Pat Matsueda is the managing editor of Mānoa: A Pacific Journal of International Writing and the author of Stray (2006) and Bedeviled (2016, 2017). She coedited the 2016 edition of Ms. Aligned with Sheyene Foster Heller and has a small business, Peak Services, which helps people produce books and other publications.
From “My Friend Looks at the Horizon”
sitting with Tom at
Hau Tree Lanai, we reach
that point in a conversation where
understanding brings silence
we’ve been talking about the Aikaus:
Gerald, who hung himself
after stabbing his seven-year-old boy;
Eddie, who sought help for his shipmates
then was lost at sea
And I am reminded of Mahealani:
killed by her husband and then hung;
the two found side by side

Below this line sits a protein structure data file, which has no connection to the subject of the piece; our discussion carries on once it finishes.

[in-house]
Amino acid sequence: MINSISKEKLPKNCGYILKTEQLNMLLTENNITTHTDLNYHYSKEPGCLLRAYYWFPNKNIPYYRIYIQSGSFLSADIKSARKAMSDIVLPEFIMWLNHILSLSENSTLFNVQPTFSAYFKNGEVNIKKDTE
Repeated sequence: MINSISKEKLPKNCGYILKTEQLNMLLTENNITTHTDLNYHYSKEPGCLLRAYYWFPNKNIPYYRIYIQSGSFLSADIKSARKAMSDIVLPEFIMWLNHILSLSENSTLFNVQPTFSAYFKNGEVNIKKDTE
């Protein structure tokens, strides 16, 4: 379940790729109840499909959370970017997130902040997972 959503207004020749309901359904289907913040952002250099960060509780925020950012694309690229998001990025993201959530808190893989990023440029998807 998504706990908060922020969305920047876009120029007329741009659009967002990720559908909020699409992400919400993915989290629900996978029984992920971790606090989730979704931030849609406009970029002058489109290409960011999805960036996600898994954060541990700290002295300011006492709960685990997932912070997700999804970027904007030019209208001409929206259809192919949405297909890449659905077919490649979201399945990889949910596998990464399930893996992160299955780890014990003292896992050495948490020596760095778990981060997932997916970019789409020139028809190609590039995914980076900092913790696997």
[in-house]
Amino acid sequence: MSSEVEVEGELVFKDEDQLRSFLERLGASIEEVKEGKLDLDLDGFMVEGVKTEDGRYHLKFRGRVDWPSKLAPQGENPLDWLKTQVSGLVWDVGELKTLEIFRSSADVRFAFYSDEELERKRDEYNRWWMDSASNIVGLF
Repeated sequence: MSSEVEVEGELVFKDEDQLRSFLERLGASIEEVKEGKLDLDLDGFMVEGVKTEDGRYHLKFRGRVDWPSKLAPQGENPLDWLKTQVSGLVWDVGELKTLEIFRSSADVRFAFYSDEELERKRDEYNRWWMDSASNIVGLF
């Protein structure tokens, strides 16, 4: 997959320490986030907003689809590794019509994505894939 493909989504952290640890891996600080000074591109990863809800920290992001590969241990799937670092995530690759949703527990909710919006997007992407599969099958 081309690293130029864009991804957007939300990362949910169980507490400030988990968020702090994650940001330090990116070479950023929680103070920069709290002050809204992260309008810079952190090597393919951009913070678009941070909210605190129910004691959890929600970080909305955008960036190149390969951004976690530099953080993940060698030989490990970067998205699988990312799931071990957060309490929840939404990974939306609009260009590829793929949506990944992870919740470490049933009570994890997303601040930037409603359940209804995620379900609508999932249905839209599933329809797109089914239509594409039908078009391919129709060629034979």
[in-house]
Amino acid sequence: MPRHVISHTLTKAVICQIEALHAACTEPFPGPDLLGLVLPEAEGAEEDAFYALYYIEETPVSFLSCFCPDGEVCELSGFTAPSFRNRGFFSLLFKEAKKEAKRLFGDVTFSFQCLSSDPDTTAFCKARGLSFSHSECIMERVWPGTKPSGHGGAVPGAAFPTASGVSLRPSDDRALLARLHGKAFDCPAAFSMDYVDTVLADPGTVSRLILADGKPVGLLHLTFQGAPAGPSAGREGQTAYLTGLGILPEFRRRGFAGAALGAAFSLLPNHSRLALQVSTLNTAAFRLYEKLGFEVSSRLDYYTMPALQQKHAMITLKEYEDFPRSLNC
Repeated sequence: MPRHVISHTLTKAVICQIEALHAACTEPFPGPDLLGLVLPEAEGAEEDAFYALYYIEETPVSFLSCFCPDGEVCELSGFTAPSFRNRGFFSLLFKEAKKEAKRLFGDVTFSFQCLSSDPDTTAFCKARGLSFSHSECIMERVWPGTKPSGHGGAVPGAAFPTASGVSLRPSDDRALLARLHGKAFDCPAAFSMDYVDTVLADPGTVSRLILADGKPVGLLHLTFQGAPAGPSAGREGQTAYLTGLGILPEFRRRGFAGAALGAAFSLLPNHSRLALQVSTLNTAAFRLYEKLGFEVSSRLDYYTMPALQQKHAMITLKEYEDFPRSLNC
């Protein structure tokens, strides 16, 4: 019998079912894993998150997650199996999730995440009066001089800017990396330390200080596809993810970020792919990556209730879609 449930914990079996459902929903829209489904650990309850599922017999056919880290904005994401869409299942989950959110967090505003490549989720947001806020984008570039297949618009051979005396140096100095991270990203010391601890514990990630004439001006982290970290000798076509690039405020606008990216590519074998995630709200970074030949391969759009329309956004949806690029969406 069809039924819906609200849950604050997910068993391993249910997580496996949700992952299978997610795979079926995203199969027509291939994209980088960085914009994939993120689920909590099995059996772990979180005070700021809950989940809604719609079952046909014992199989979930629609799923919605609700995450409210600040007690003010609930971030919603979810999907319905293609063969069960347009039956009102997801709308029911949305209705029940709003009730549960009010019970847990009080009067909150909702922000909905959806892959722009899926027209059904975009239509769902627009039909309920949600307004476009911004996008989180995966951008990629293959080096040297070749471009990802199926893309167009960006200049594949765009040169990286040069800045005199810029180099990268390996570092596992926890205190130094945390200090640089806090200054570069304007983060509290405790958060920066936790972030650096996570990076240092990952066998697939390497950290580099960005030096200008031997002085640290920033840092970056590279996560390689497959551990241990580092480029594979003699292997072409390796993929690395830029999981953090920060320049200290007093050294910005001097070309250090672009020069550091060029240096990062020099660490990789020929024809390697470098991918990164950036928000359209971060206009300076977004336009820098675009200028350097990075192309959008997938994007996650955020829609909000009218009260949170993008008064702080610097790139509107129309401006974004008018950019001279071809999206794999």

Tom looks at the horizon,
beyond the mothers, children, and lovers
who claim the shore with affection
From the Contributor Commentary
Composing a poem after having breakfast with my friend Tom seemed the best way to preserve our time together. Words have sounds that, when strung together properly, produce music. And when the music strikes certain emotional notes, the result is poetry. “My Friend Looks at the Horizon” expresses the surprise of moving from ordinary words and conversation to the sometimes somber poetry of relationships.
Originally from Boston and now living in Berkeley, Tom loves the ocean and Hawai‘i, regularly visiting the islands twice a year. We have known each other for over two decades, and for the last several years have shared a meal whenever he visits. In his early seventies, highly awarded as a writer, and an accomplished teacher as well, he seems to occupy a different realm of achievement. But the two of us belong to a small group of public servants—publishers, helping people to produce books and get them into readers’ hands—and this tribal connection binds us in strong ways.